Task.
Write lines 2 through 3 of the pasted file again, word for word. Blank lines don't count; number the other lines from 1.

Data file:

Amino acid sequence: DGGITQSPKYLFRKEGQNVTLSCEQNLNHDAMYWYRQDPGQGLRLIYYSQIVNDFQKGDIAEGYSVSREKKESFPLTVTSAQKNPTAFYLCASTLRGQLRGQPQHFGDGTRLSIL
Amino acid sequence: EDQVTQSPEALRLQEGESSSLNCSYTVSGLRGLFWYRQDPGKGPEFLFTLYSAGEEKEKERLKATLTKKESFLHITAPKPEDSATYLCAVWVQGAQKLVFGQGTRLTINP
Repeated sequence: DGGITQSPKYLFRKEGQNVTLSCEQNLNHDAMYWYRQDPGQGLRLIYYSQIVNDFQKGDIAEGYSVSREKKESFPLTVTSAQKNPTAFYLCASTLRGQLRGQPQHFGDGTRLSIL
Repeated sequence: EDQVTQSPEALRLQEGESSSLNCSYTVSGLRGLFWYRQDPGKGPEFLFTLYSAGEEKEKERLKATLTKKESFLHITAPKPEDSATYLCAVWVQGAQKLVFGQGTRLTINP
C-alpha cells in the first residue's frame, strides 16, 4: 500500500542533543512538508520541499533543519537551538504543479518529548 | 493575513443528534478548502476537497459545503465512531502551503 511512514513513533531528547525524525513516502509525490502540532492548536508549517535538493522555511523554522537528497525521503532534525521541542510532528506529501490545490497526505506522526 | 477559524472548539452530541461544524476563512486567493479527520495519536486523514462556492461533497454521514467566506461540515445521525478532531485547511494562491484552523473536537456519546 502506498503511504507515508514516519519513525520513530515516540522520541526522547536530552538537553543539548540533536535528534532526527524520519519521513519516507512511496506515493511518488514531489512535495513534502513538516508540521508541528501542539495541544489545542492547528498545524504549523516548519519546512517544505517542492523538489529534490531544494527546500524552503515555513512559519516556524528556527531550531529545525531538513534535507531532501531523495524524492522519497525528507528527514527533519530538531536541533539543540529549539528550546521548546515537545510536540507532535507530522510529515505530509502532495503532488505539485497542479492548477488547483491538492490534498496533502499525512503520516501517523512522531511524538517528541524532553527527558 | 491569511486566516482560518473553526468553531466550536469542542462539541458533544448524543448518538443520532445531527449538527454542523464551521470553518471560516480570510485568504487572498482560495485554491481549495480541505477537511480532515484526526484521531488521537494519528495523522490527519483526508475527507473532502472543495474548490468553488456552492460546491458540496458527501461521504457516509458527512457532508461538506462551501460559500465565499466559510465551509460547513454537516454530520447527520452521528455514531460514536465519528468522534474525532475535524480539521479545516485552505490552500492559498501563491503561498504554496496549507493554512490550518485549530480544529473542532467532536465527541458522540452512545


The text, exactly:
Amino acid sequence: EDQVTQSPEALRLQEGESSSLNCSYTVSGLRGLFWYRQDPGKGPEFLFTLYSAGEEKEKERLKATLTKKESFLHITAPKPEDSATYLCAVWVQGAQKLVFGQGTRLTINP
Repeated sequence: DGGITQSPKYLFRKEGQNVTLSCEQNLNHDAMYWYRQDPGQGLRLIYYSQIVNDFQKGDIAEGYSVSREKKESFPLTVTSAQKNPTAFYLCASTLRGQLRGQPQHFGDGTRLSIL